As Vance, Basso (best known for The Big C) shows us a young man who, having lived with disappointment all his life, fears he’s on the verge of hitting the biggest disappointment of all.
Pinto (Slumdog Millionaire) gives sturdy encouragement as the supportive girlfriend who mostly appears as the other end of harried iPhone calls. It’s a credit to Howard’s subtle direction that we sense through Vance’s verbal exchanges with her that he is simply not used to people being on his side.
By any fair account, Hillbilly Elegy is a fine, well-directed film, with a top-shelf cast putting in strong performances all in the service of a fairly simple, straightforward story about a man overcoming the adversity of poverty, bad mothering and low expectations to make something of himself.
Curiously, however, Hillbilly Elegy is the latest instance of seeing a film, then surveying the reviews and wondering if everybody else saw a different cut.
There has been a massive pile-on against the film that is hard to make sense of. It’s been so stinging Amy Adams, Glenn Close and Ron Howard have engaged in some valiant pushback.
Some speculation about what is going on suggests the conservative politics of memoir’s author, JD Vance, might be the trigger. Vance discusses politics in the book and has consequently become a noted commentator. Because the book came out in 2016 and was a best seller shortly before Donald Trump was elected president, the two events are seen as somehow related.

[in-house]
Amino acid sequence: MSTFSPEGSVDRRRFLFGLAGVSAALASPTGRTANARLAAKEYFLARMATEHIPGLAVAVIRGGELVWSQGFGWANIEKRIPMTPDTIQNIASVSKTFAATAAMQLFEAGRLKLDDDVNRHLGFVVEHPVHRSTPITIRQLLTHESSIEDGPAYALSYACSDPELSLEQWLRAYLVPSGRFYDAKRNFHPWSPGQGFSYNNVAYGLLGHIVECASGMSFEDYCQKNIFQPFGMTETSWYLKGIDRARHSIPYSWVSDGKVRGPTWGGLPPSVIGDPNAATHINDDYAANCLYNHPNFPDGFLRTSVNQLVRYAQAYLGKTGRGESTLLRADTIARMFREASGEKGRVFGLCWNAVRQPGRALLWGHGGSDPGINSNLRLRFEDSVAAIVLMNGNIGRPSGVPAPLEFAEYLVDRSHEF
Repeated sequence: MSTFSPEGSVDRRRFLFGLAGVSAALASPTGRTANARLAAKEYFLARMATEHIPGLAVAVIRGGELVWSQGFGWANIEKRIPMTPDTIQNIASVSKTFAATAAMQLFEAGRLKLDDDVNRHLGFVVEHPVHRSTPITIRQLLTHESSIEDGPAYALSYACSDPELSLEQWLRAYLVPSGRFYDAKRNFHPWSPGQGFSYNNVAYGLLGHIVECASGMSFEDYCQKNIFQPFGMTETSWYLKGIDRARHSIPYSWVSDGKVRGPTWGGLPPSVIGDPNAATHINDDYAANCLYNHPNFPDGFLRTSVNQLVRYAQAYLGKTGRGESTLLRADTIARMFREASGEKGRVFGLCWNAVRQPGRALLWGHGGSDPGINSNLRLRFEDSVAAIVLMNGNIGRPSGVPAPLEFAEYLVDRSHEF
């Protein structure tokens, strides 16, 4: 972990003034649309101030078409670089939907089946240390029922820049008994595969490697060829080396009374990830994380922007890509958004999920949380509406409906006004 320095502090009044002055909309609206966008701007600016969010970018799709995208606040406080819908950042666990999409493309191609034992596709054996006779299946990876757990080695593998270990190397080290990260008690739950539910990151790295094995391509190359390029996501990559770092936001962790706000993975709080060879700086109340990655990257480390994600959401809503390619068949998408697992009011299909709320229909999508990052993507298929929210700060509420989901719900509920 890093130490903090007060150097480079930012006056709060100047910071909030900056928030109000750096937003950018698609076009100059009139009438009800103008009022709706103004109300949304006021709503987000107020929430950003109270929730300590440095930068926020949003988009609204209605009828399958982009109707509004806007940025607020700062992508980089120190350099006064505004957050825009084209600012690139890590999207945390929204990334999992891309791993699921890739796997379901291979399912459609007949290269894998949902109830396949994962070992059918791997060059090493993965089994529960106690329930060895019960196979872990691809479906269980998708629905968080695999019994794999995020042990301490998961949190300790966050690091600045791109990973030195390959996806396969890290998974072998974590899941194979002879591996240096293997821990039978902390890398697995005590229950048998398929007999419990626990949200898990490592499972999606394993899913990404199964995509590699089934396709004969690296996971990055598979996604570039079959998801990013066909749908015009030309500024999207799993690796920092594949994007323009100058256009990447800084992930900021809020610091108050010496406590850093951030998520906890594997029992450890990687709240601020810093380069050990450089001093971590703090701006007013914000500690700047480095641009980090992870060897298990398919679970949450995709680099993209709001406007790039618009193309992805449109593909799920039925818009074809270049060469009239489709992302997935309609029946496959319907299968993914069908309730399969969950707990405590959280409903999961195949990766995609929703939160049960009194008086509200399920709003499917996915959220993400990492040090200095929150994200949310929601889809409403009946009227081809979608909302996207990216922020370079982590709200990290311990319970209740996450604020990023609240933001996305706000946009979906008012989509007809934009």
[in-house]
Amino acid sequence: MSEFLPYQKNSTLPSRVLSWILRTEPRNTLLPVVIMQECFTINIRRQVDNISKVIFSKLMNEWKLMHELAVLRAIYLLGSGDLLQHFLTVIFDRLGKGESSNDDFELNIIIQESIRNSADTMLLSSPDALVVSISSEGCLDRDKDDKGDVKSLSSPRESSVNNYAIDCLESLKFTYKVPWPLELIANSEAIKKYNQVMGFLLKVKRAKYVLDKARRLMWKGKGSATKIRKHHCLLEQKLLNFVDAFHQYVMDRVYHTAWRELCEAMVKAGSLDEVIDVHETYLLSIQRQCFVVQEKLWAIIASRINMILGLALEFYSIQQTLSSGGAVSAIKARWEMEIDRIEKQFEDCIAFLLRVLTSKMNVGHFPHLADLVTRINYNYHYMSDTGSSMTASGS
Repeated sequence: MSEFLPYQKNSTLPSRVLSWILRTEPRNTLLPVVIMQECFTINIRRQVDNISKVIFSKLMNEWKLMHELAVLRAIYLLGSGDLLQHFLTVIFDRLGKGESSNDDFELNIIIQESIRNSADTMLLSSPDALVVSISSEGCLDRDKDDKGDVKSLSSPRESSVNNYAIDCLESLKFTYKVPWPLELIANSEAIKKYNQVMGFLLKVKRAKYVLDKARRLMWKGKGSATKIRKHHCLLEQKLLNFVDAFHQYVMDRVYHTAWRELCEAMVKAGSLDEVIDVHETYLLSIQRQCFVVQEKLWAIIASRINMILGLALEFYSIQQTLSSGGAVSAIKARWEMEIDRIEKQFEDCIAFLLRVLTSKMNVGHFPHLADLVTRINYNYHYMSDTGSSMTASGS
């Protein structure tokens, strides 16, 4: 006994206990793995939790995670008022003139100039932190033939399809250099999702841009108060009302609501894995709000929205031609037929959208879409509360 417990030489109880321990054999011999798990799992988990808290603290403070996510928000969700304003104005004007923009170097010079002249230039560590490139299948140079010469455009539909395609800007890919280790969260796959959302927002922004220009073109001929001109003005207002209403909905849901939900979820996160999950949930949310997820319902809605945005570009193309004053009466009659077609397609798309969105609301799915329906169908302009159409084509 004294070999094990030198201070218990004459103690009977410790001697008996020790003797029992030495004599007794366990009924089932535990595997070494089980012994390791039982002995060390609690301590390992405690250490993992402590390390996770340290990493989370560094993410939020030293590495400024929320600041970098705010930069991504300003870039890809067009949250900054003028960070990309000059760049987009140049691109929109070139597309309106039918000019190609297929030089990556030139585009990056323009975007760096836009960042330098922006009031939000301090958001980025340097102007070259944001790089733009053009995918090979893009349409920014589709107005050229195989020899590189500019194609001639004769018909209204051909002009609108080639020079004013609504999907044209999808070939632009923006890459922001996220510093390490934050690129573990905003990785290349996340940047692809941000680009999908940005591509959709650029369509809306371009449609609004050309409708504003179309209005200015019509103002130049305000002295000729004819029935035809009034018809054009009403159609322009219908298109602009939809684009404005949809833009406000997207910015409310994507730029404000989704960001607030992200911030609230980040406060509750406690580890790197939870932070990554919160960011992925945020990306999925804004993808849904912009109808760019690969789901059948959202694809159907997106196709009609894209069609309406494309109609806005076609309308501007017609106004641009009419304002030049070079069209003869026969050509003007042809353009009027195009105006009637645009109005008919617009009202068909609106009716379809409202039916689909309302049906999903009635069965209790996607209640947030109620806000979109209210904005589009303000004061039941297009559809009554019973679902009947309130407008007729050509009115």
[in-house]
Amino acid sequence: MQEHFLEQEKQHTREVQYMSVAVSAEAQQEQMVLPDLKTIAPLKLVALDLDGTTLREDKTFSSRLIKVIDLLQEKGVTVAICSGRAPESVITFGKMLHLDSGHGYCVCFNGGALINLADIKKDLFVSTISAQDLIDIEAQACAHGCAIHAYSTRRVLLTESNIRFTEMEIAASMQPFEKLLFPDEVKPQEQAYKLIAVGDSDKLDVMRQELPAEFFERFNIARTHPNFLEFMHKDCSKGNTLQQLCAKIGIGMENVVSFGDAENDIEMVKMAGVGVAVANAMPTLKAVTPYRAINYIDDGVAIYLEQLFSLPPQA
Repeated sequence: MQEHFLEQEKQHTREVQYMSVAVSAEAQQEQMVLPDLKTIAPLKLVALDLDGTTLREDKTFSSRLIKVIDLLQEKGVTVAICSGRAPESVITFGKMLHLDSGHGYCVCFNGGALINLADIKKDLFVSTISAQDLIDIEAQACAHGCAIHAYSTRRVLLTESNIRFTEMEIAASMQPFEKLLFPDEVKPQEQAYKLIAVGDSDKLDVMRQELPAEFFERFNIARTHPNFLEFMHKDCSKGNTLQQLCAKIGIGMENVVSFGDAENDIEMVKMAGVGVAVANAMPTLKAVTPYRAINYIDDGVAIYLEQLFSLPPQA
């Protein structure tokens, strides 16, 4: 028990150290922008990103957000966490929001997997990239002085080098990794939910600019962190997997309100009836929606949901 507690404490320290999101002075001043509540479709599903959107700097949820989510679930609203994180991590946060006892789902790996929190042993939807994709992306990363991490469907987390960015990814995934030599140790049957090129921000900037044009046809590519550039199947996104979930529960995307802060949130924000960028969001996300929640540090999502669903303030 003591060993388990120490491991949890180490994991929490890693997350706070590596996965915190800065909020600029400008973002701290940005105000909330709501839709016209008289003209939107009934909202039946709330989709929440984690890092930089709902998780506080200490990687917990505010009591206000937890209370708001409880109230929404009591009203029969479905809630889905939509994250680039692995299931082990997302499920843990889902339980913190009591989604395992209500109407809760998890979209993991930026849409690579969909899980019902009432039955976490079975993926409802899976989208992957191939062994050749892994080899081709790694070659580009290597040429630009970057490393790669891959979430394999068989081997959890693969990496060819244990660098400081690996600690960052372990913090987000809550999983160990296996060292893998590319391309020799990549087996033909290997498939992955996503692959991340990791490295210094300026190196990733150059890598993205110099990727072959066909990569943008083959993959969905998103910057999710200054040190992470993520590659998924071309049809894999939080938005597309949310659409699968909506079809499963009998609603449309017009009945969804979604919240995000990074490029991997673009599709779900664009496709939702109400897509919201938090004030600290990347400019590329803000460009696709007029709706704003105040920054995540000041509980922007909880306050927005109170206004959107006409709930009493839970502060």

The thinking goes that liberal critics have taken their anti-Trump resentment out on the film, even though it contains no political content or commentary. And this is despite the fact the book, which had the politics, was widely praised and successful. It’s hard to figure.
That’s just a theory, of course.
What’s more likely is that Hillbilly Elegy is simply the latest example of the growing disconnect between critics and audiences. The film has proved a massive hit on Netflix and is already getting Oscar buzz for Amy Adams and Glenn Close.
Among the stupidest criticisms levelled at the film is the allegation that Hillbilly Elegy is “poverty porn”.
Huh? Or to invoke a popular phrase of the day: “What does that even mean?”